It had a line editor, so we used to make any program changes in CMS (which had, and still has, a very decent editor) and write the code to 8" floppies on our 4381 (which IIRC were for microcode updates, amongst other things, but conveniently accessible), walk downstairs and shove them into the system-34 for compilation. Allegedly it was an "office machine" but it could fairly heat up a non air conditioned room.

Forget GameStop: Keyboard warriors and electronic trading have never mixed well

QuiteEvilGraham

Virtual Machines on an IBM Mainframe?

It's been a while, but wouldn't you IPL a guest operating system in a virtual machine, not bootstrap, and hit the enter key, not the return key?

Happy Hacking Professional Hybrid mechanical keyboard: Weird, powerful, comfortable ... and did we mention weird?

QuiteEvilGraham

Re: I've tried to like these over the years ...

Upvote for the Model M preference.

I have the Unicomp version, the compact one. Love it.

IBM profits cratered 46% last quarter. But its share price is up ~5% because Wall Street expected that to be worse

QuiteEvilGraham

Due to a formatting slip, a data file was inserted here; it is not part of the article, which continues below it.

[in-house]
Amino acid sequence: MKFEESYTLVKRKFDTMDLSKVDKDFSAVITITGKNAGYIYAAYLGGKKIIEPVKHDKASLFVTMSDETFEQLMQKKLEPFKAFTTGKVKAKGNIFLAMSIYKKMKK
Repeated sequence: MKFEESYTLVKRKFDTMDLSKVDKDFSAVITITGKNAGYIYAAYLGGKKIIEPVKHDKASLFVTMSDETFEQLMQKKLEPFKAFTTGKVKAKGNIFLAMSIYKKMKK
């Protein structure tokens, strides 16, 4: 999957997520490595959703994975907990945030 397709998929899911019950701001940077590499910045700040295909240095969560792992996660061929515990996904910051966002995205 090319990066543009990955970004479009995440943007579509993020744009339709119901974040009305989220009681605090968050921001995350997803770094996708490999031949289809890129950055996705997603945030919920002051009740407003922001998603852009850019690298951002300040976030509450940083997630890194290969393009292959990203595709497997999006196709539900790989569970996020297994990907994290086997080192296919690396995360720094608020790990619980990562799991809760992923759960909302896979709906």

Thumb Up

So long as System Z continues to be sold...

I will be content with IBM.

I seriously doubt any of our customers will get off that platform before I retire.

Cloudflare goes retro with COBOL delivery service. Older coders: Who's laughing now? Turns out we're still vital

QuiteEvilGraham

Re: Enter Assembler

Sure is, although in old age much prefer the HLASM descendant & not having to keep one finger on the shift key as I type (so long as you remember that operands passed to macros *are* case-sensitive).

Guess who's working on a health data-slurping digital tool? Bzzt! Nope, it's the UK Department for Work and Pensions

QuiteEvilGraham

Re: Full time job lying to get pip he is si

For fucks's sake! This is Twitter level bollocks. There is no way a cunt such as you present could possibly use a computer. Get to fuck you trolling bastard.

Sysadmin sank IBM mainframe by going one VM too deep

QuiteEvilGraham
Mushroom

Re: That's been done before...